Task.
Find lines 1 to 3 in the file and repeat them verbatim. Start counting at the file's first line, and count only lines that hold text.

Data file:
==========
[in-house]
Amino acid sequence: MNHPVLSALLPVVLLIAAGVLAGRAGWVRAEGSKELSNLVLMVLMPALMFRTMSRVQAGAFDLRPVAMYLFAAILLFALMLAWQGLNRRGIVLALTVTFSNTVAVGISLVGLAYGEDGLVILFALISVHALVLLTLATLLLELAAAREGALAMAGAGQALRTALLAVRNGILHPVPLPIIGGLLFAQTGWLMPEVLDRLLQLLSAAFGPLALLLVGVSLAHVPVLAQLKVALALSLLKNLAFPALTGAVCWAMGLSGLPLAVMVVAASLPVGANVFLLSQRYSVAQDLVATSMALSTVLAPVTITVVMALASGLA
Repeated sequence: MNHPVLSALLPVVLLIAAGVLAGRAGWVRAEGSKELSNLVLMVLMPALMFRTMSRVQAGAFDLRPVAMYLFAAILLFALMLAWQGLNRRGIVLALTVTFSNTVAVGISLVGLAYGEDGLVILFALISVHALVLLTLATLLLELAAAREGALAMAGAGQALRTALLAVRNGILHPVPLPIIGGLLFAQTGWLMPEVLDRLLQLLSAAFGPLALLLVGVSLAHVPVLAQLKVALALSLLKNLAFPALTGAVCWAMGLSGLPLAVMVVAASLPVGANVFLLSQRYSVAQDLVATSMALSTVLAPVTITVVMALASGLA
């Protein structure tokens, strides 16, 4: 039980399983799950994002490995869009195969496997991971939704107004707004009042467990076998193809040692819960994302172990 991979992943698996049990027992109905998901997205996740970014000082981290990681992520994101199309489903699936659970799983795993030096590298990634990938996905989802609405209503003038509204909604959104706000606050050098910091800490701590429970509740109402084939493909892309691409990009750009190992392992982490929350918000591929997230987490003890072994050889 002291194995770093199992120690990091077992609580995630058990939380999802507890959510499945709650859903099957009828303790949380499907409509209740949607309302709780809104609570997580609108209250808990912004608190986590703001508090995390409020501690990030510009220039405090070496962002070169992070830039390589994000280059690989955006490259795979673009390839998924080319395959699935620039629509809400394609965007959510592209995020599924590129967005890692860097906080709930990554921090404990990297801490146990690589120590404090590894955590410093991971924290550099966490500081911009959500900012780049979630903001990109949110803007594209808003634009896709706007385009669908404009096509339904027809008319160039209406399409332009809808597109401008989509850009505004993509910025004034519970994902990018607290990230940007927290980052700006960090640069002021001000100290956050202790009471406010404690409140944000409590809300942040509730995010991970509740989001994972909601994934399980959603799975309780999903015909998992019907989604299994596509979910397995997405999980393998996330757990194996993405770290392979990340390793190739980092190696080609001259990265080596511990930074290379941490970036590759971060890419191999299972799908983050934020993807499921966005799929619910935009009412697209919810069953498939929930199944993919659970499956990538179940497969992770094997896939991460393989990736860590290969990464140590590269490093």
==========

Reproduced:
[in-house]
Amino acid sequence: MNHPVLSALLPVVLLIAAGVLAGRAGWVRAEGSKELSNLVLMVLMPALMFRTMSRVQAGAFDLRPVAMYLFAAILLFALMLAWQGLNRRGIVLALTVTFSNTVAVGISLVGLAYGEDGLVILFALISVHALVLLTLATLLLELAAAREGALAMAGAGQALRTALLAVRNGILHPVPLPIIGGLLFAQTGWLMPEVLDRLLQLLSAAFGPLALLLVGVSLAHVPVLAQLKVALALSLLKNLAFPALTGAVCWAMGLSGLPLAVMVVAASLPVGANVFLLSQRYSVAQDLVATSMALSTVLAPVTITVVMALASGLA
Repeated sequence: MNHPVLSALLPVVLLIAAGVLAGRAGWVRAEGSKELSNLVLMVLMPALMFRTMSRVQAGAFDLRPVAMYLFAAILLFALMLAWQGLNRRGIVLALTVTFSNTVAVGISLVGLAYGEDGLVILFALISVHALVLLTLATLLLELAAAREGALAMAGAGQALRTALLAVRNGILHPVPLPIIGGLLFAQTGWLMPEVLDRLLQLLSAAFGPLALLLVGVSLAHVPVLAQLKVALALSLLKNLAFPALTGAVCWAMGLSGLPLAVMVVAASLPVGANVFLLSQRYSVAQDLVATSMALSTVLAPVTITVVMALASGLA